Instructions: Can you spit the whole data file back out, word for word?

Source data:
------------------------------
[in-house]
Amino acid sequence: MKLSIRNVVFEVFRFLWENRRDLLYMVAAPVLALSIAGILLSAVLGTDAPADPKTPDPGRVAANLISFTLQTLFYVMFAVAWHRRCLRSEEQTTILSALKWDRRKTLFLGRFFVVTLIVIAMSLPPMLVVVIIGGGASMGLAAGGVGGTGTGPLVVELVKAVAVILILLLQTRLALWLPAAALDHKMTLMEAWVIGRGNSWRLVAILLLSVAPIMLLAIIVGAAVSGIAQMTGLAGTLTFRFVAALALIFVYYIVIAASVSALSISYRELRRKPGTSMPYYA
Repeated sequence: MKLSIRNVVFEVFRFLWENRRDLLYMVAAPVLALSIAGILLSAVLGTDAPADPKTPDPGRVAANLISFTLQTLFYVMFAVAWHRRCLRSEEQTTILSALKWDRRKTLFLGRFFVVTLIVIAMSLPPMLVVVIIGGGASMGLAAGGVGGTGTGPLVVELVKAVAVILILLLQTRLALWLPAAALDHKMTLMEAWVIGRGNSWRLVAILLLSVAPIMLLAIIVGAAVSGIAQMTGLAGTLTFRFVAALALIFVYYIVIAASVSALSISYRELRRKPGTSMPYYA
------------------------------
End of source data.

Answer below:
[in-house]
Amino acid sequence: MKLSIRNVVFEVFRFLWENRRDLLYMVAAPVLALSIAGILLSAVLGTDAPADPKTPDPGRVAANLISFTLQTLFYVMFAVAWHRRCLRSEEQTTILSALKWDRRKTLFLGRFFVVTLIVIAMSLPPMLVVVIIGGGASMGLAAGGVGGTGTGPLVVELVKAVAVILILLLQTRLALWLPAAALDHKMTLMEAWVIGRGNSWRLVAILLLSVAPIMLLAIIVGAAVSGIAQMTGLAGTLTFRFVAALALIFVYYIVIAASVSALSISYRELRRKPGTSMPYYA
Repeated sequence: MKLSIRNVVFEVFRFLWENRRDLLYMVAAPVLALSIAGILLSAVLGTDAPADPKTPDPGRVAANLISFTLQTLFYVMFAVAWHRRCLRSEEQTTILSALKWDRRKTLFLGRFFVVTLIVIAMSLPPMLVVVIIGGGASMGLAAGGVGGTGTGPLVVELVKAVAVILILLLQTRLALWLPAAALDHKMTLMEAWVIGRGNSWRLVAILLLSVAPIMLLAIIVGAAVSGIAQMTGLAGTLTFRFVAALALIFVYYIVIAASVSALSISYRELRRKPGTSMPYYA